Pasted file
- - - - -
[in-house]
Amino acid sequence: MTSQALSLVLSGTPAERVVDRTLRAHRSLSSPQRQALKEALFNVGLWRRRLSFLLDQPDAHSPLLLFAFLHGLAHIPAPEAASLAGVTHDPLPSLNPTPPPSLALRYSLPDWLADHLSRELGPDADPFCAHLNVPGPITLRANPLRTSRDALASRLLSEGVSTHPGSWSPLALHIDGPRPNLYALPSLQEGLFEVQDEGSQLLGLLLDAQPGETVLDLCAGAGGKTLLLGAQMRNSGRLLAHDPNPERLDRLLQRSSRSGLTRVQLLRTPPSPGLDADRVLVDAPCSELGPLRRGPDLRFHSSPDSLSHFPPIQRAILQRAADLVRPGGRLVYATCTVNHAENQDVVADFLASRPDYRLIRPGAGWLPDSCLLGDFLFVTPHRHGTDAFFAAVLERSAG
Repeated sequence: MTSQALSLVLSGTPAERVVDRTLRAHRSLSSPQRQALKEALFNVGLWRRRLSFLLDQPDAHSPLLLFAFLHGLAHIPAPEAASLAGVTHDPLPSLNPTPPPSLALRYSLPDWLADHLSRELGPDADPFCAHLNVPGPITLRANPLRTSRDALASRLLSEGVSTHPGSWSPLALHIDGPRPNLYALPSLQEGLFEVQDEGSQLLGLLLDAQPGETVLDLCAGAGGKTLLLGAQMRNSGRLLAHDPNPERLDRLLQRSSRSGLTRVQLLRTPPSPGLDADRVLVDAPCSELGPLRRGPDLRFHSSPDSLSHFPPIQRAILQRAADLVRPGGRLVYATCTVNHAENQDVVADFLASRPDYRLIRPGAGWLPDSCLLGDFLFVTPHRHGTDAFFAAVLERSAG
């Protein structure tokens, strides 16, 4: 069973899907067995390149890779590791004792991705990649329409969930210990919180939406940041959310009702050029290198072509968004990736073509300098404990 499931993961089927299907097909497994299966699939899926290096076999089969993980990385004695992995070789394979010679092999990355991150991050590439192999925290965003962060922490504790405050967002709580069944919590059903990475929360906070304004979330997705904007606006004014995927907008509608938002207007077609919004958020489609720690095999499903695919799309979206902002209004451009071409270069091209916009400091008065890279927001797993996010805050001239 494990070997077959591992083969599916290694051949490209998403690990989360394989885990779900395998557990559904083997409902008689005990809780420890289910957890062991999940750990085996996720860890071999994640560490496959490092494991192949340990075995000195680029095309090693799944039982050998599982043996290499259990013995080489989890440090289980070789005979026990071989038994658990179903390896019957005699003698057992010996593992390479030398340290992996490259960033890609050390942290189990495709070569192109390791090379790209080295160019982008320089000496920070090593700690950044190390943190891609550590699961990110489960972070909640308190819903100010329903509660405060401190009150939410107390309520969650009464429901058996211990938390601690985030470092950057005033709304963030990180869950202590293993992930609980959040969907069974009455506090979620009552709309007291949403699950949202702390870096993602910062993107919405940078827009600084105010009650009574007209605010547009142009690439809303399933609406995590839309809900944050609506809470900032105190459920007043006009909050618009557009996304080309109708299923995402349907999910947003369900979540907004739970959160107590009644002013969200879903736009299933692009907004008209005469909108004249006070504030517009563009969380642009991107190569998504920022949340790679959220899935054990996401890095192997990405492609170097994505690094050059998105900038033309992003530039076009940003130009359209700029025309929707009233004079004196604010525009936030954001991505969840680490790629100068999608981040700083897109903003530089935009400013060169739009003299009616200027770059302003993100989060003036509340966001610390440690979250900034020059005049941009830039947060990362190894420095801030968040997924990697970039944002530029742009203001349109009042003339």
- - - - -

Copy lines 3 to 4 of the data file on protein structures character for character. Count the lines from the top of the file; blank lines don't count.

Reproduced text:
Repeated sequence: MTSQALSLVLSGTPAERVVDRTLRAHRSLSSPQRQALKEALFNVGLWRRRLSFLLDQPDAHSPLLLFAFLHGLAHIPAPEAASLAGVTHDPLPSLNPTPPPSLALRYSLPDWLADHLSRELGPDADPFCAHLNVPGPITLRANPLRTSRDALASRLLSEGVSTHPGSWSPLALHIDGPRPNLYALPSLQEGLFEVQDEGSQLLGLLLDAQPGETVLDLCAGAGGKTLLLGAQMRNSGRLLAHDPNPERLDRLLQRSSRSGLTRVQLLRTPPSPGLDADRVLVDAPCSELGPLRRGPDLRFHSSPDSLSHFPPIQRAILQRAADLVRPGGRLVYATCTVNHAENQDVVADFLASRPDYRLIRPGAGWLPDSCLLGDFLFVTPHRHGTDAFFAAVLERSAG
């Protein structure tokens, strides 16, 4: 069973899907067995390149890779590791004792991705990649329409969930210990919180939406940041959310009702050029290198072509968004990736073509300098404990 499931993961089927299907097909497994299966699939899926290096076999089969993980990385004695992995070789394979010679092999990355991150991050590439192999925290965003962060922490504790405050967002709580069944919590059903990475929360906070304004979330997705904007606006004014995927907008509608938002207007077609919004958020489609720690095999499903695919799309979206902002209004451009071409270069091209916009400091008065890279927001797993996010805050001239 494990070997077959591992083969599916290694051949490209998403690990989360394989885990779900395998557990559904083997409902008689005990809780420890289910957890062991999940750990085996996720860890071999994640560490496959490092494991192949340990075995000195680029095309090693799944039982050998599982043996290499259990013995080489989890440090289980070789005979026990071989038994658990179903390896019957005699003698057992010996593992390479030398340290992996490259960033890609050390942290189990495709070569192109390791090379790209080295160019982008320089000496920070090593700690950044190390943190891609550590699961990110489960972070909640308190819903100010329903509660405060401190009150939410107390309520969650009464429901058996211990938390601690985030470092950057005033709304963030990180869950202590293993992930609980959040969907069974009455506090979620009552709309007291949403699950949202702390870096993602910062993107919405940078827009600084105010009650009574007209605010547009142009690439809303399933609406995590839309809900944050609506809470900032105190459920007043006009909050618009557009996304080309109708299923995402349907999910947003369900979540907004739970959160107590009644002013969200879903736009299933692009907004008209005469909108004249006070504030517009563009969380642009991107190569998504920022949340790679959220899935054990996401890095192997990405492609170097994505690094050059998105900038033309992003530039076009940003130009359209700029025309929707009233004079004196604010525009936030954001991505969840680490790629100068999608981040700083897109903003530089935009400013060169739009003299009616200027770059302003993100989060003036509340966001610390440690979250900034020059005049941009830039947060990362190894420095801030968040997924990697970039944002530029742009203001349109009042003339």